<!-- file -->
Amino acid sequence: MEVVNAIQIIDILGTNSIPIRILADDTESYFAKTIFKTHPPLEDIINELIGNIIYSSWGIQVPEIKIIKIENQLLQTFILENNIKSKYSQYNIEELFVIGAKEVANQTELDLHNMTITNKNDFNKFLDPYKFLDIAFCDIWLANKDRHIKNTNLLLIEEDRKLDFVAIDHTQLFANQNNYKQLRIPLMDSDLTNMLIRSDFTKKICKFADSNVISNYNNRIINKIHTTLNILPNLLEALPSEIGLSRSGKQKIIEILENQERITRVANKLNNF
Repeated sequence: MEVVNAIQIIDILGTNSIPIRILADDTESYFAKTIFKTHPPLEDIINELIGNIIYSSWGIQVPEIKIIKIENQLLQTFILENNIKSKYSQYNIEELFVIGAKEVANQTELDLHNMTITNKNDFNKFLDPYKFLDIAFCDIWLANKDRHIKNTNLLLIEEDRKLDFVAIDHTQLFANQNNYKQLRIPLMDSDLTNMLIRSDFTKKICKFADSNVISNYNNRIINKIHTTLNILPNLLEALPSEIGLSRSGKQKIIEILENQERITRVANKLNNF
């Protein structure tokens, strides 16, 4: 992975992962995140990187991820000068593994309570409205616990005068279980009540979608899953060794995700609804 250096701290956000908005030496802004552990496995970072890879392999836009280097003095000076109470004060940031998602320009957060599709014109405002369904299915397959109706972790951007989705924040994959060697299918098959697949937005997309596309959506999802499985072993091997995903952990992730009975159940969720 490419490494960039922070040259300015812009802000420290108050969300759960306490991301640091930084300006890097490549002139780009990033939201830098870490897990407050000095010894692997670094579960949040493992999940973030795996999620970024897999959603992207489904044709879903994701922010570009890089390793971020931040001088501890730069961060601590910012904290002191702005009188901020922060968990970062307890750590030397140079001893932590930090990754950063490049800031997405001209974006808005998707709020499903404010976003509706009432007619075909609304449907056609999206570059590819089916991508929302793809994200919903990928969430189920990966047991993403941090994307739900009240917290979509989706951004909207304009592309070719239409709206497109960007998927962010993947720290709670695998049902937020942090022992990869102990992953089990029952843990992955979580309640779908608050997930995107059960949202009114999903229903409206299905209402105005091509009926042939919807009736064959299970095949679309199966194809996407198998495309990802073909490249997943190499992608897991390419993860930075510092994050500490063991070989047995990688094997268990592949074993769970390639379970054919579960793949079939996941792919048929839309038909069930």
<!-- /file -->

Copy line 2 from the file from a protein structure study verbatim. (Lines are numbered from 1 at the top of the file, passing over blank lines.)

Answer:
Repeated sequence: MEVVNAIQIIDILGTNSIPIRILADDTESYFAKTIFKTHPPLEDIINELIGNIIYSSWGIQVPEIKIIKIENQLLQTFILENNIKSKYSQYNIEELFVIGAKEVANQTELDLHNMTITNKNDFNKFLDPYKFLDIAFCDIWLANKDRHIKNTNLLLIEEDRKLDFVAIDHTQLFANQNNYKQLRIPLMDSDLTNMLIRSDFTKKICKFADSNVISNYNNRIINKIHTTLNILPNLLEALPSEIGLSRSGKQKIIEILENQERITRVANKLNNF